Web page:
The purpose of speed limit signs is to define speeds that are too fast, and the purpose of God’s law is to define sin. “Therefore by the deeds of the law no flesh will be justified in His sight, for by the law is the knowledge of sin” (Romans 3:20). Why wouldn’t we want God’s law to define right and wrong for us? Sin makes our lives a tragedy of suffering, whether we know what it is or not. The law gives us the opportunity to escape that suffering. That is why the law is a great blessing: with it, we can know to avoid sin. “What shall we say then? Is the law sin? Certainly not! On the contrary, I would not have known sin except through the law. For I would not have known covetousness unless the law had said, ‘You shall not covet’” (Romans 7:7).
Those who claim that the law has been abolished say it is a burden, that to live by it is to try to “earn salvation.” But many of them will still try to live by some of the law—usually the part that falls under loving our neighbor as ourselves, as if that is somehow more “legitimate” than the first part, which tells us how to love God (Matthew 22:37–40). In reality, we can’t truly love our fellow human beings if we don’t love our Creator, just as we can’t truly love God without loving those He made in His image.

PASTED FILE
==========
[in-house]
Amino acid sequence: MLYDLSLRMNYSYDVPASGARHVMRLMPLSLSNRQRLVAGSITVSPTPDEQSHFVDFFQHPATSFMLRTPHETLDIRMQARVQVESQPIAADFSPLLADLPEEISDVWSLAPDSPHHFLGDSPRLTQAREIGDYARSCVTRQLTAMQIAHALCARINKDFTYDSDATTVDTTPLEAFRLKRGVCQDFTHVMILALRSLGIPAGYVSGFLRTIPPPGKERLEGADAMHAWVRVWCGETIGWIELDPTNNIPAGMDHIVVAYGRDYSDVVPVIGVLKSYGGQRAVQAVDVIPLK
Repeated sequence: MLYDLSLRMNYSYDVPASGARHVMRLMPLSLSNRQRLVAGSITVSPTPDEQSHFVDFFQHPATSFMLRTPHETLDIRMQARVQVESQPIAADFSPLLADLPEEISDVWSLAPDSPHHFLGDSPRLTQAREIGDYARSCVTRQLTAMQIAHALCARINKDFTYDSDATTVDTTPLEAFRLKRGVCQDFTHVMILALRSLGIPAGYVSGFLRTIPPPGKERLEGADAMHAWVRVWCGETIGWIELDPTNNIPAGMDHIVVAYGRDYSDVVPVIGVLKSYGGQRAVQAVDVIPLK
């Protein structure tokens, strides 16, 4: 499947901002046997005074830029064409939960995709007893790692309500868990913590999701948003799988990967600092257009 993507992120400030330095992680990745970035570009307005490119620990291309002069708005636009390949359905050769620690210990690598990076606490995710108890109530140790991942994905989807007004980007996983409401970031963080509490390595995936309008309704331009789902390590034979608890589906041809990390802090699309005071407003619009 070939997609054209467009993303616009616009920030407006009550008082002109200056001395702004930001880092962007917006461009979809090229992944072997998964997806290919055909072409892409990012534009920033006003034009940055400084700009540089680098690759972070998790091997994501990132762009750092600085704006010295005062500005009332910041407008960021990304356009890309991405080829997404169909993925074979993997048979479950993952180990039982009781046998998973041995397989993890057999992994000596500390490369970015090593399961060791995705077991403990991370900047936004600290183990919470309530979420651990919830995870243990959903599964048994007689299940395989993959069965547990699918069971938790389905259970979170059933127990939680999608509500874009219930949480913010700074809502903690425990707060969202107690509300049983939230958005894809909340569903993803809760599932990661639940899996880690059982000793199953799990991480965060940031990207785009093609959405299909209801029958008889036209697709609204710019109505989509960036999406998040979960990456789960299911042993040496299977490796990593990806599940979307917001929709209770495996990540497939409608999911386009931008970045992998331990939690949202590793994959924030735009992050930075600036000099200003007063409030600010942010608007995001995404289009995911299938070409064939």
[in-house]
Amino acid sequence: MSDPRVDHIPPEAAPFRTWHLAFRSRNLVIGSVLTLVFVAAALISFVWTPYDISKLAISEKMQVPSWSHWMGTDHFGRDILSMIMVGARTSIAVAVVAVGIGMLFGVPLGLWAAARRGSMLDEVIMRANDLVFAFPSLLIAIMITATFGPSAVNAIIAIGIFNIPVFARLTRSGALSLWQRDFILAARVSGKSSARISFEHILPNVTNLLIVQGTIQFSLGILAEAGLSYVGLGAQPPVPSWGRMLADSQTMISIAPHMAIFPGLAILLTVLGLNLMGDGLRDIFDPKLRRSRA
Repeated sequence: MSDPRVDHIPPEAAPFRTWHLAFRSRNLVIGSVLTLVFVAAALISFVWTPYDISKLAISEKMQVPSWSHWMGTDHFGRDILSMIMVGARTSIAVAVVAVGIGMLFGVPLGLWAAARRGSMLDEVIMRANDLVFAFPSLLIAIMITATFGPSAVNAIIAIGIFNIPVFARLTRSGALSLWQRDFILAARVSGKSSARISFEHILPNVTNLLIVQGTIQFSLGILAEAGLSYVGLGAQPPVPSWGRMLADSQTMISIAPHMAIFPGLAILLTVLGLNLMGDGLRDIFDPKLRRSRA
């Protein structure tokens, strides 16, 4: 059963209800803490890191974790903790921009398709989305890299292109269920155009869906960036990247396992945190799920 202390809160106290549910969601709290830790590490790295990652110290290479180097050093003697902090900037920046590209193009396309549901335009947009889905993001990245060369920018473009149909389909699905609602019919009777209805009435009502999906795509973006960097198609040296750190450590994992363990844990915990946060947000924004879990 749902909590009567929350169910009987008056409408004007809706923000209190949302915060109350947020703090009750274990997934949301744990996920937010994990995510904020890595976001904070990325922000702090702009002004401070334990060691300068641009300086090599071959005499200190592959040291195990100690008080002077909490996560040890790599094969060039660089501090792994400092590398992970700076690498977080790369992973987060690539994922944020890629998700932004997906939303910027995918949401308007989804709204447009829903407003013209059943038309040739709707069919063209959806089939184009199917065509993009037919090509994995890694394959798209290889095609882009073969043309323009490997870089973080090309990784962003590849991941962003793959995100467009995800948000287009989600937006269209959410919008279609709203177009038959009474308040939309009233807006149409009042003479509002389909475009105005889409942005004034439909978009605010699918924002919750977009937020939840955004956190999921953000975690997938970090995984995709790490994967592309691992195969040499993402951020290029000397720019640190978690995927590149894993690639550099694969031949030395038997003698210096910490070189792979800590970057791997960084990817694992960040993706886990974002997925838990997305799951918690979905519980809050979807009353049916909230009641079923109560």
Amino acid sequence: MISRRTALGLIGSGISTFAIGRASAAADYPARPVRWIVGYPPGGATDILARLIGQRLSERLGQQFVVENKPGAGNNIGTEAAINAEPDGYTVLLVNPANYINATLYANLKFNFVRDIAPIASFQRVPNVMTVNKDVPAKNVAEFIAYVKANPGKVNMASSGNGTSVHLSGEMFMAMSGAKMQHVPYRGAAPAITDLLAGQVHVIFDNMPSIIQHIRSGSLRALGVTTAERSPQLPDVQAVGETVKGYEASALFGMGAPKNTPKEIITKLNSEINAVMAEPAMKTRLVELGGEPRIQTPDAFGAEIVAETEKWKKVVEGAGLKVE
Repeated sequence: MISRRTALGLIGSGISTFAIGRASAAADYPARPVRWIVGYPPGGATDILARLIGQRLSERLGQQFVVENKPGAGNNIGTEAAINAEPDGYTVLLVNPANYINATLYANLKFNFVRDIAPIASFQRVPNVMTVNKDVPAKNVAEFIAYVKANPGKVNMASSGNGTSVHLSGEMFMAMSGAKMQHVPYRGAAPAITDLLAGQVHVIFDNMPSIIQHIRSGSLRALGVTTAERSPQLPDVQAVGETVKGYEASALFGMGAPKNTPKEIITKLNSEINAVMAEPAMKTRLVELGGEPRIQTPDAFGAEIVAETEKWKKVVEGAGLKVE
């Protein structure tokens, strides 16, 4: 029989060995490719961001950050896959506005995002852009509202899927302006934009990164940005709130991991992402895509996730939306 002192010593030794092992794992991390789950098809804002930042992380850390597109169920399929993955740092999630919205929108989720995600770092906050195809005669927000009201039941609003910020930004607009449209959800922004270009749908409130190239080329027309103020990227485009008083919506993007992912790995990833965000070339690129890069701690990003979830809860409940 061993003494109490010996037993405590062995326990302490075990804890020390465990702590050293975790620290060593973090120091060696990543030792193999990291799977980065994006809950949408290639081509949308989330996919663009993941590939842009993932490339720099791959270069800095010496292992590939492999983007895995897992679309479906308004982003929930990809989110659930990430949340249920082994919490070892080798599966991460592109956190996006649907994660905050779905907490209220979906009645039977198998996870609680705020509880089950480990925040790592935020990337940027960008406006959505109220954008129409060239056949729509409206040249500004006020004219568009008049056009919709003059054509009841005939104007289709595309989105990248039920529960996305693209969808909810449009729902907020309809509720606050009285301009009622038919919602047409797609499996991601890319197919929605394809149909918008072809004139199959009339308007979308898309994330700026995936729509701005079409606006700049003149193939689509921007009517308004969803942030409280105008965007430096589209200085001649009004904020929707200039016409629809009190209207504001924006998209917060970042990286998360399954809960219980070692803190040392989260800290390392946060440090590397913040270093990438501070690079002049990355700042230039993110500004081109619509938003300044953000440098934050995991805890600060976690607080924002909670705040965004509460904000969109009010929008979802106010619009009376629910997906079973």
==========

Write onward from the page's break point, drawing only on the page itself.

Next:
Our Old Man Crucified
What else was nailed to the cross, in a figurative sense? We were. Paul wrote, “I am crucified with Christ: nevertheless I live; yet not I, but Christ liveth in me: and the life which I now live in the flesh I live by the faith of the Son of God, who loved me, and gave himself for me” (Galatians 2:20, King James Version). Jesus Christ did not allow Himself to be crucified to pay the debt of our sins just so we could sit back and do nothing. This is the core misunderstanding that lets mainstream professing Christians get off track in their lives.
We all have a past—even those who grew up in God’s Church have done things that make us guilty of transgressing God’s law. What Galatians 2:20 says is that this old version of ourselves should be put to death, as was Jesus Christ. We should put an end to our old way of living and behave in a manner that shows a new, Christ-centered life.
In the book of Romans, Paul puts a finer point on this concept: “For if we have been united together in the likeness of His death, certainly we also shall be in the likeness of His resurrection, knowing this, that our old man was crucified with Him, that the body of sin might be done away with, that we should no longer be slaves of sin” (Romans 6:5–6).
What’s been done away with? The body of sin—not the law of God. “For he who has died has been freed from sin” (v. 7). The handwriting of requirements has been paid by our Savior, and we are now free from the death penalty brought by our sin.
Now if we died with Christ, we believe that we shall also live with Him, knowing that Christ, having been raised from the dead, dies no more…. For the death that He died, He died to sin once for all; but the life that He lives, He lives to God. Likewise you also, reckon yourselves to be dead indeed to sin, but alive to God in Christ Jesus our Lord (vv. 8–11).